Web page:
It’s becoming trendy for Corporate Marketeers and Research departments to call themselves Anthropologists or call what they do Ethnography. And while I myself do this to some degree (I actually prefer phenomenologist but I’m basically doing the same thing) I totally understand the frustration expressed by academic anthropologists.
But the bigger issue for academics is the fear that corporate anthropology is an ethical free-fire zone. “If there isn’t an IRB [institutional review board], a sort of neutral third party that watches out for the interests of those who are being researched, then obviously there is cause for concern,”
Roberto González, a cultural anthropologist who teaches at San Jose State University, goes so far as to argue that those who don’t follow the American Anthropological Association’s code of ethics should no longer be considered anthropologists at all. “Part of being an anthropologist is following a code of ethics, and if you don’t do that, you’re not an anthropologist”—just as you’re no longer fit to call yourself a doctor if you do unauthorized experiments on your patients. “Of course,” Hugh Gusterson adds, “we don’t license anthropologists, so we can’t un-license them either.”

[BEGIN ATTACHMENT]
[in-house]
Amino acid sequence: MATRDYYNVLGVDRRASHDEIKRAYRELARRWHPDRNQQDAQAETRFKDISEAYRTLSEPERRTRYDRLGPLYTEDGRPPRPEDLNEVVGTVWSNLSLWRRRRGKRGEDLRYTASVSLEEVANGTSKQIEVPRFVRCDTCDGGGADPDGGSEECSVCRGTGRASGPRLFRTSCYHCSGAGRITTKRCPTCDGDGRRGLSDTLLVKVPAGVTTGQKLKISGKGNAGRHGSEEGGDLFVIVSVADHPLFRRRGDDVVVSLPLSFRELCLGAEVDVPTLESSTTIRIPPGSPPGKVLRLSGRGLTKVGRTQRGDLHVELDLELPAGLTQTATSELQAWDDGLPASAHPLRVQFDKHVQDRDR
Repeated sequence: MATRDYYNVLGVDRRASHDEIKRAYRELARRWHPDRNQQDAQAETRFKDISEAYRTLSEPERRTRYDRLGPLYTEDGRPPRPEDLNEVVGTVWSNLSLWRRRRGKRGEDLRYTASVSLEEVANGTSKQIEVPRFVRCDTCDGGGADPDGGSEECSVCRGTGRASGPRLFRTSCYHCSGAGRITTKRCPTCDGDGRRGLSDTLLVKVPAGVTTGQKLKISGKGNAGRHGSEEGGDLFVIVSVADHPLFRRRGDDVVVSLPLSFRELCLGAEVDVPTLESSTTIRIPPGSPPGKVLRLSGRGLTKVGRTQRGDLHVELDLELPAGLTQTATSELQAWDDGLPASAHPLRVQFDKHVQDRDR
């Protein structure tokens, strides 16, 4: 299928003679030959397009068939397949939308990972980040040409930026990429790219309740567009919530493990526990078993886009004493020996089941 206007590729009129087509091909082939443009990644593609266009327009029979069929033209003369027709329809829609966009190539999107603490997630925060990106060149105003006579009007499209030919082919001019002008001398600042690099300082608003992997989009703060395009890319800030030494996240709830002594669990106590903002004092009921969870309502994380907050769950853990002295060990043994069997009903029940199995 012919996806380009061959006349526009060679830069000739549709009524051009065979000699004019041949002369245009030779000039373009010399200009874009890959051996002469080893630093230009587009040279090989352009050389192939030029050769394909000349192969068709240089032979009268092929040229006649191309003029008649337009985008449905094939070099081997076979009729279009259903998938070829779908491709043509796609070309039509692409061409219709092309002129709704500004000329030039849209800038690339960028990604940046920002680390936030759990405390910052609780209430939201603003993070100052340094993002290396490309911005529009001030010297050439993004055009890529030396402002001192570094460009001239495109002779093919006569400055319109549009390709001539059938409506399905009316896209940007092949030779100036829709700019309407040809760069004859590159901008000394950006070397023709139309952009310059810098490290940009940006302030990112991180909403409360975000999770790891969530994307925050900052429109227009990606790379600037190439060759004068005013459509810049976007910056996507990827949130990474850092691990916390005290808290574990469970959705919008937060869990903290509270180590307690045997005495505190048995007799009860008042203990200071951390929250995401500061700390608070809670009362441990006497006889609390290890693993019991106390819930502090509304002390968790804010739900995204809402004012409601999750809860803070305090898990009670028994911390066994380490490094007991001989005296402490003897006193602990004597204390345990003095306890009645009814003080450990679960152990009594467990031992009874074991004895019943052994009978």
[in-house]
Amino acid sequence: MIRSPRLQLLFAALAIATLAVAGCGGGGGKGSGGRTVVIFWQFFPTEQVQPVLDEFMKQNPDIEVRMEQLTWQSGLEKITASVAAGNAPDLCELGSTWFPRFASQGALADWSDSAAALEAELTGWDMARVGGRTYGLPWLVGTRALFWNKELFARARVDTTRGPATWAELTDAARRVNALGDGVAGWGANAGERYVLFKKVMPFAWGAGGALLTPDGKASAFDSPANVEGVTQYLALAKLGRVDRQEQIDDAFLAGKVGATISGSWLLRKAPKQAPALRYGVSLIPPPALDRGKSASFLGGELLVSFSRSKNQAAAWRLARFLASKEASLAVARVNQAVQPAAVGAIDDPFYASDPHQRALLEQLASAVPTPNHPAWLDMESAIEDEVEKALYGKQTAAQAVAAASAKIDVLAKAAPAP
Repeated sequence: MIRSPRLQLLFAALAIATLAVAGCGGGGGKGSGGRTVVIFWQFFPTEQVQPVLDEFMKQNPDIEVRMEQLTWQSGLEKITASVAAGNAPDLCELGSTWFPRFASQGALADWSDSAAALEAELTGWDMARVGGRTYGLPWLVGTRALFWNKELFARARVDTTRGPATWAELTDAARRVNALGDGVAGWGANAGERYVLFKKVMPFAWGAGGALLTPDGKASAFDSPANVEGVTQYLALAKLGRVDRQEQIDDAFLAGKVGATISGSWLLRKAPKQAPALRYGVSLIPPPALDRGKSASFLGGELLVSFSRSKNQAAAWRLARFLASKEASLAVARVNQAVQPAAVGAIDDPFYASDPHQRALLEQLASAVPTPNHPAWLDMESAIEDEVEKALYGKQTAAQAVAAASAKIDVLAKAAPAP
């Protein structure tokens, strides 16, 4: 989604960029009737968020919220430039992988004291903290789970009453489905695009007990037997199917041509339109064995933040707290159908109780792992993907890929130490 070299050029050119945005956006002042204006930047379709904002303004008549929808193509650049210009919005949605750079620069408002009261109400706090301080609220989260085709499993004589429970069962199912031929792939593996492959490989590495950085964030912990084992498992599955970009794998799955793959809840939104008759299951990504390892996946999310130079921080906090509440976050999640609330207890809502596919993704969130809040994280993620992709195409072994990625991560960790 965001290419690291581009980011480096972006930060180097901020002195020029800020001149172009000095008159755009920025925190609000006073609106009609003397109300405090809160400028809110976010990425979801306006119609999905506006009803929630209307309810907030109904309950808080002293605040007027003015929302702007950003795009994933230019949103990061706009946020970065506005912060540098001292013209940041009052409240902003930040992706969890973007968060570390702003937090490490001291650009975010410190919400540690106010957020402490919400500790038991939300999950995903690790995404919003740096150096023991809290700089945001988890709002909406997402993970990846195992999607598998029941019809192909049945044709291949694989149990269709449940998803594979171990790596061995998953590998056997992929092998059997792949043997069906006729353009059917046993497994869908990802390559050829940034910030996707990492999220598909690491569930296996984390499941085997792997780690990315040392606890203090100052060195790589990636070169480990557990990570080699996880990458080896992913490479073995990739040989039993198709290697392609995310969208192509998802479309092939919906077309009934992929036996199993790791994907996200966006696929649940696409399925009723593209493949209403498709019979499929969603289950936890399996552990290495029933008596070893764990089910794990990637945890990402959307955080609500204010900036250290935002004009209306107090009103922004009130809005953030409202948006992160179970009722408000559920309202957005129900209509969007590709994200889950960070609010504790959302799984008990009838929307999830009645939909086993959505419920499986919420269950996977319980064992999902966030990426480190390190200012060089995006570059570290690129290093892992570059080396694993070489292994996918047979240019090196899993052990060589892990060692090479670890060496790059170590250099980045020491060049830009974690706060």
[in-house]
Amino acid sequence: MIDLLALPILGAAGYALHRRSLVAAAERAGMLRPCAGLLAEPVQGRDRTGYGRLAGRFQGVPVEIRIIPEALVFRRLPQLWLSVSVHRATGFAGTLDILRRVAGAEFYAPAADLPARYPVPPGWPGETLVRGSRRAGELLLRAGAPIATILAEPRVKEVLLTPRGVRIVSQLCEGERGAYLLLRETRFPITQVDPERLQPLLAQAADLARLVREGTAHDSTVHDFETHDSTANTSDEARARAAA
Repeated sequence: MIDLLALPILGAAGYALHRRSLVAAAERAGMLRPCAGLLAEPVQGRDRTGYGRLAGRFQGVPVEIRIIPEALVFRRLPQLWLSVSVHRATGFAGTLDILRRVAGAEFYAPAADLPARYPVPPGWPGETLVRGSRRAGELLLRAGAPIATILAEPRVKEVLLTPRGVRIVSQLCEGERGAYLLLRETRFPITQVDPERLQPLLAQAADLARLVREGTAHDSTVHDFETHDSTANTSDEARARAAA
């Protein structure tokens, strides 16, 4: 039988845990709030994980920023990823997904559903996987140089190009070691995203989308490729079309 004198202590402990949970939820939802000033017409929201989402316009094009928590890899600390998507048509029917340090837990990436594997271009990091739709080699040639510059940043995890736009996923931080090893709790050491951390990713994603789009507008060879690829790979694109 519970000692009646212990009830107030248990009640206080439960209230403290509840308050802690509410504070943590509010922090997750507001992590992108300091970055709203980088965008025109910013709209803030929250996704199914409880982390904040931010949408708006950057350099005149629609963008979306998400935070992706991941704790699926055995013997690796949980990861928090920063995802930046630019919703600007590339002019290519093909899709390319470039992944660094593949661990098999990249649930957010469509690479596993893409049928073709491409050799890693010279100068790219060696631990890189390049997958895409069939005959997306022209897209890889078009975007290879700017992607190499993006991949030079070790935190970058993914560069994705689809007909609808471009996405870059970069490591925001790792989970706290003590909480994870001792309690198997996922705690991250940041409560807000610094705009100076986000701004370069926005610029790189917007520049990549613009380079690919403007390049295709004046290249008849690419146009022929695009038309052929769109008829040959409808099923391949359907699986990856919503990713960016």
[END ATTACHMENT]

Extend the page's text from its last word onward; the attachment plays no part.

Marketers can adopt the practices but if they don’t also adopt the ethics then it’s like security guards calling themselves police officers. One is hired to protect the people and one is hired to protect corporate property. There’s some overlap but it’s very superficial.
One of the main things I see lacking in corporate anthropology is the simple process of stopping and asking what harm this study might do.
A primary ethical obligation shared by anthropologistsis to do no harm. It is imperative that, before any anthropological work be undertaken —in communities, with non-human primates or other animals, at archaeological and paleoanthropological sites — each researcher think through the possible ways that the research might cause harm.
It’s something that doesn’t even have to be done formally but it’s something I do personally. It’s one of the reasons I feel so much more comfortable using anthropological practices in my customer experience role than I ever did in a marketing role. By definition my job is to look out for the customer.
So if you’re out there doing applied anthropology, good on you. Keep it up, I fully support it. But at least take a few minutes and read the ethics.